Thinking tools

Discussion in 'Off-Topic Discussions' started by Phillip M. Perry, Sep 27, 2010.

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  1. Phillip M. Perry

    Phillip M. Perry New Member

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    Books. Web sites. Software programs. “Thinking tools” come in many forms.

    How about a thread that lists the resources we find most useful?

    I’ll start things off with the entry below, and will return from time to time with others I’ve recently discovered.

    Got a favorite or two of your own? Please post.

    Oxford English Dictionary (OED) Online. (Oxford English Dictionary: The definitive record of the English language)

    The OED lists the senses of words in chronological order from earliest times to the present day. Even senses that become obsolete remain in place with appropriate tags.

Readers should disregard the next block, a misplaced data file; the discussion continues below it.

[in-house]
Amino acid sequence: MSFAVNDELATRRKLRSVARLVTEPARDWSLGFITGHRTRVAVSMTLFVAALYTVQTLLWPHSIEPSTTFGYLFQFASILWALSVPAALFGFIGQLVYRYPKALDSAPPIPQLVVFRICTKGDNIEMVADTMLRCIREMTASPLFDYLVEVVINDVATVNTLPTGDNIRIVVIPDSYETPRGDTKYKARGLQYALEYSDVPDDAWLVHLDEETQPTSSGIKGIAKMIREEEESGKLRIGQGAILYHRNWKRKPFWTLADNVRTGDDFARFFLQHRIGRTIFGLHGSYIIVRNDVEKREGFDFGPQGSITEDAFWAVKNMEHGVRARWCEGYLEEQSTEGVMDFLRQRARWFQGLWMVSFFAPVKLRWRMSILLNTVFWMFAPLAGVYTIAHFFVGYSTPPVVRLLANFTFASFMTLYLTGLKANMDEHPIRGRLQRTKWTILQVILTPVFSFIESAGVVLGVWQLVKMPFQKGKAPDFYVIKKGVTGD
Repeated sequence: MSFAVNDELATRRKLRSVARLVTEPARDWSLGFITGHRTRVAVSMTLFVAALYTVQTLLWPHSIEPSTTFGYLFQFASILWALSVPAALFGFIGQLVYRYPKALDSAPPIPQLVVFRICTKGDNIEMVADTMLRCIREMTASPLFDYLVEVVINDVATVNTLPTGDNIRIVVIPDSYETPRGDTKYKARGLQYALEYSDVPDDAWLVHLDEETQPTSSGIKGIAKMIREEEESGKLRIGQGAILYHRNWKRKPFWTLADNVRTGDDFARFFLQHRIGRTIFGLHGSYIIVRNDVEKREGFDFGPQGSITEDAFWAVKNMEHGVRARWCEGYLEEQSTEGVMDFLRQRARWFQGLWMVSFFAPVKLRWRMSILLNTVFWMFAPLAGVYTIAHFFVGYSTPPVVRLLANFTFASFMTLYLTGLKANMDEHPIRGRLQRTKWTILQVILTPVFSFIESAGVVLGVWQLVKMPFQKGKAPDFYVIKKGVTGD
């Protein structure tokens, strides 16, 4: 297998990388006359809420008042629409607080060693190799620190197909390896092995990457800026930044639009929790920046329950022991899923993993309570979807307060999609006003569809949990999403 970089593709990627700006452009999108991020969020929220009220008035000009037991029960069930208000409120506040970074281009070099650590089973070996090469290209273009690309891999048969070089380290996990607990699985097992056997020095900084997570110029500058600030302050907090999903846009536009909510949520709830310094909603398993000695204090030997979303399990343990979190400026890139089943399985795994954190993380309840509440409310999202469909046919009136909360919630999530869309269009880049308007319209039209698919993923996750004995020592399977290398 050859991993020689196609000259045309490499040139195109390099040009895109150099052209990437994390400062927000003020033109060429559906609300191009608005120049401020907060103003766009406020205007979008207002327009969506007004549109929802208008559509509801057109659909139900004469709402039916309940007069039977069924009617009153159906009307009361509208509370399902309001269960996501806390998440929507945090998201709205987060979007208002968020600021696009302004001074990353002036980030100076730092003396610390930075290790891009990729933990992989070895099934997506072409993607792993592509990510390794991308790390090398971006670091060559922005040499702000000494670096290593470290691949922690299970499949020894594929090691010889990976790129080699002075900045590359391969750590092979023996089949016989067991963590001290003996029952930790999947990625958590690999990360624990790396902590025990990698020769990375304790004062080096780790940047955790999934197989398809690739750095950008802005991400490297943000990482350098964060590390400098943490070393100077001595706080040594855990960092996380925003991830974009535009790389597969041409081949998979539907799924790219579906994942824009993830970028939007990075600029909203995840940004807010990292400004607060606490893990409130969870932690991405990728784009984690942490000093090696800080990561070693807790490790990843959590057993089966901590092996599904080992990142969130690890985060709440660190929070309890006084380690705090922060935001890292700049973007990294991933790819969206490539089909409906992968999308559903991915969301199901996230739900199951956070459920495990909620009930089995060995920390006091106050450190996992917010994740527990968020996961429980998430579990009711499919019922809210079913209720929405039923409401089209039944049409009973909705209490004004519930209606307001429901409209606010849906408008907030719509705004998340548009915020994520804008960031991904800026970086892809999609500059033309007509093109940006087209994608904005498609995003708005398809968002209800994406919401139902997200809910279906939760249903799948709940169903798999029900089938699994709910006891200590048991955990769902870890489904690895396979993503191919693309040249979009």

I probably click to this web site more often than any other as I pursue my studies. Because modern terminology seems to build upon prior sense foundations, OED’s semantic threads help me achieve a more complete understanding of critical terms. That, in turn, facilitates insightful thinking and productive writing.

    On the downside, I have found the OED’s pronunciation symbols confusing and often turn to other sources for the spoken equivalents of difficult names and terms.

    It all comes with a cost: Subscriptions run $29.95 a month or $295 a year.
     
  2. cravenco

    cravenco New Member

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    Thanks Phillip. Good to see you on. How are your studies?
     
  3. cravenco

    cravenco New Member

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    Since 1996 the Study Guides and Strategies web site has been researched, authored, maintained and supported by Joe Landsberger as an international, learner-centric, educational public service. Permission is granted to freely copy, adapt, and distribute individual Study Guides in print format in non-commercial educational settings that benefit learners. Please be aware that the Guides welcome, and are under, continuous review and revision. For that reason, digitization and reproduction of all content on the Internet can only be with permission through a licensed agreement. Linking to the Guides is encouraged!